Left untreated, appendicitis can progress to bacteremia, sepsis, multiple organ failure and death. Fortunately, this is exceedingly rare. The most common complications after appendicitis and appendectomy are post operative abscess and adhesive bowel obstruction. Abscess may be treated with antibiotics, percutaneous drainage and rarely surgery. Bowel obstruction may be treated conservatively with bowel decompression or rest. However, if this fails the patient may require surgery to lyse obstructing adhesions.

Are additional laboratory studies available; even some that are not widely available?

How can appendicitis be prevented?

There is no known means of preventing appendicitis.

What is the evidence?

The management of appendicitis with appendectomy is well established. While this remains the gold standard, recently there has been renewed interest in non-operative therapy. At this time however, non-operative therapy cannot be recommended as equivalent to appendectomy as there are no good long-term follow-up data. There may be some variation in care with regards to which specific antibiotics are used and as to the necessity of interval appendectomy. Lastly, MRI has emerged as a viable alternative to CT scan when imaging patients with suspected appendicitis. The following articles review these issues.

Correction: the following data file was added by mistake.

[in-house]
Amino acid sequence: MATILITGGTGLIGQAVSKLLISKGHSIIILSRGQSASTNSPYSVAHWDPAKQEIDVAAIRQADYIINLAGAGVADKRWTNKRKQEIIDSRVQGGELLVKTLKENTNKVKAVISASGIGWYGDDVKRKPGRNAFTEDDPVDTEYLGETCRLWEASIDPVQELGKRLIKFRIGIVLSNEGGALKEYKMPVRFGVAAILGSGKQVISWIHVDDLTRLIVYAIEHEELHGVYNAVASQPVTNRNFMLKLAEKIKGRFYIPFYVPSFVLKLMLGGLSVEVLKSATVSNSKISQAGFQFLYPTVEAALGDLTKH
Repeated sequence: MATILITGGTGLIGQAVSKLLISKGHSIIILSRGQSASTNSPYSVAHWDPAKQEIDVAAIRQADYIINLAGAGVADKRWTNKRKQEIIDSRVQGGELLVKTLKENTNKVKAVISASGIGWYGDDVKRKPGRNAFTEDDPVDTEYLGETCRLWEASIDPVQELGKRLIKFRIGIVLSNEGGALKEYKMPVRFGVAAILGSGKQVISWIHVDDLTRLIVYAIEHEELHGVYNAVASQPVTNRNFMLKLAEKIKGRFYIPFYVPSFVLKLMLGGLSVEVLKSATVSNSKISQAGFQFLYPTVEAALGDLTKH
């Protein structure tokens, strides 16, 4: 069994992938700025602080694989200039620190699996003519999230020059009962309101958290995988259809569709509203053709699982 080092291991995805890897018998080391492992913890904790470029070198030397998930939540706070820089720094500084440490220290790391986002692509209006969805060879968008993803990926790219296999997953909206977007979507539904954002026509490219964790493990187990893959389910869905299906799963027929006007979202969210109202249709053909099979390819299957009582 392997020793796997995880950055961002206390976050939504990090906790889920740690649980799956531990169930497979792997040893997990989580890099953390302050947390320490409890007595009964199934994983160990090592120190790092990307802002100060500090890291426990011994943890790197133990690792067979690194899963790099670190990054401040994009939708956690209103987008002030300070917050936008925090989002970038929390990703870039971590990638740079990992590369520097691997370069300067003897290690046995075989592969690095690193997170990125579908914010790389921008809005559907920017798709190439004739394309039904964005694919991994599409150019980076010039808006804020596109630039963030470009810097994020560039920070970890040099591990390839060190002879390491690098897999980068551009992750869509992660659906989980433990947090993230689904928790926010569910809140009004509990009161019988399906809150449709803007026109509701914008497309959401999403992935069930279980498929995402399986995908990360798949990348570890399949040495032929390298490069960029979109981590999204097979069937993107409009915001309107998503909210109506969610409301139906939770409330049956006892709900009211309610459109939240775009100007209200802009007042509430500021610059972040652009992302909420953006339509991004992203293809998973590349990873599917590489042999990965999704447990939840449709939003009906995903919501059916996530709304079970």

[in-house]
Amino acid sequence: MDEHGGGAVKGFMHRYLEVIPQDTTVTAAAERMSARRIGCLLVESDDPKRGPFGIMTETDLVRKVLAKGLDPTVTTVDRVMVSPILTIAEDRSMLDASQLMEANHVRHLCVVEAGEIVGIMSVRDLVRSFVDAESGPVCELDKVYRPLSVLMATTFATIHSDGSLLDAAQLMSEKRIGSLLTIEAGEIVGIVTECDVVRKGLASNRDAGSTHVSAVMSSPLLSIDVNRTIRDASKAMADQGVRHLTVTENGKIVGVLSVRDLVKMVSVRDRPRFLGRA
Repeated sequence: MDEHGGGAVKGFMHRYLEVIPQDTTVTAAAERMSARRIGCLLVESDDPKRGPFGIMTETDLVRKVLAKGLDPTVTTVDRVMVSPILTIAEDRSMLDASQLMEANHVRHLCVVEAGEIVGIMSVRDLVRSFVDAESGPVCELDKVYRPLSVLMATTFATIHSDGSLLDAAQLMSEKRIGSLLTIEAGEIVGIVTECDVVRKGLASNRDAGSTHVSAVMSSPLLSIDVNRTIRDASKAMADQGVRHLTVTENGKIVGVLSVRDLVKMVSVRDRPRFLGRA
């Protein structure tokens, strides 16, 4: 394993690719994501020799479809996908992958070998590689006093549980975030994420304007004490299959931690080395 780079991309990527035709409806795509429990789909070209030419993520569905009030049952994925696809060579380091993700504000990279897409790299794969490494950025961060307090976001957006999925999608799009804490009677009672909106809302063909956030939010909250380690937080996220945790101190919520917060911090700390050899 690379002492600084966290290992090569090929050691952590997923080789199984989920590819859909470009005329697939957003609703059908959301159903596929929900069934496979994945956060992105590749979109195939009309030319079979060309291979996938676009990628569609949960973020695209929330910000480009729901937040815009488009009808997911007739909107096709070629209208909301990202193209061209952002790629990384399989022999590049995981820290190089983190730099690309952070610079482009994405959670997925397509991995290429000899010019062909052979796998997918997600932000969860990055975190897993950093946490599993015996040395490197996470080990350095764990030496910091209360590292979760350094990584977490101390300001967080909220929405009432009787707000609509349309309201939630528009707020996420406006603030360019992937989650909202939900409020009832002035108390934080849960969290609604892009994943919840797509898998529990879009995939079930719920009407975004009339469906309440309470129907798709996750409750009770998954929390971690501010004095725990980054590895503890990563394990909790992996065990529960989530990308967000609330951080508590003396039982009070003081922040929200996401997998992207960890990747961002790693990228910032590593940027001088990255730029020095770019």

Lee, SL, Islam, S, Cassidy, LD, Abdullah, F, Arca, MJ. “2010 American Pediatric Surgical Association Outcomes and Clinical Trials Committee. Antibiotics and appendicitis in the pediatric population: an American Pediatric Surgical Association Outcomes and Clinical Trials Committee systematic review”. J Pediatr Surg. vol. 45. 2010. pp. 2181-2185.

Hall, NJ, Jones, CE, Eaton, S, Stanton, MP, Burge, DM. “Is interval appendectomy justified after successful non-operative treatment of an appendix mass in children? A systematic review”. J Pediatr Surg. vol. 46. 2011. pp. 767-771.

Gonzalez, GO, Deans, KJ, Minneci, PC. “Role of non-operative management in pediatric appendicitis”. Sem Pediatr Surg. vol. 25. 2016. pp. 204-7.

Moore, MM, Kulayat, AN, Hollenbeak, CS, Engbrecht, BW, Dillman, JR, Methratta, ST. “Magnetic resonance imaging in pediatric appendicitis: a systematic review”. Pediatr Radiol.. vol. 46. 2016. pp. 928-39.

Ongoing controversies regarding etiology, diagnosis, treatment

There are no significant controversies in the management of appendicitis and the gold standard is appendectomy. In cases of perforated appendicitis with well formed abscess which are treated with percutaneous biopsy and antibiotics, there is some controversy over the need for interval appendectomy. This is dependant on each individual surgeon and there is little evidence for or against interval appendectomy to make any recommendation.

**The original author for this chapter was Dr. David Partrick. The chapter was revised by Drs. Jonathan P. Roach and David Partrick.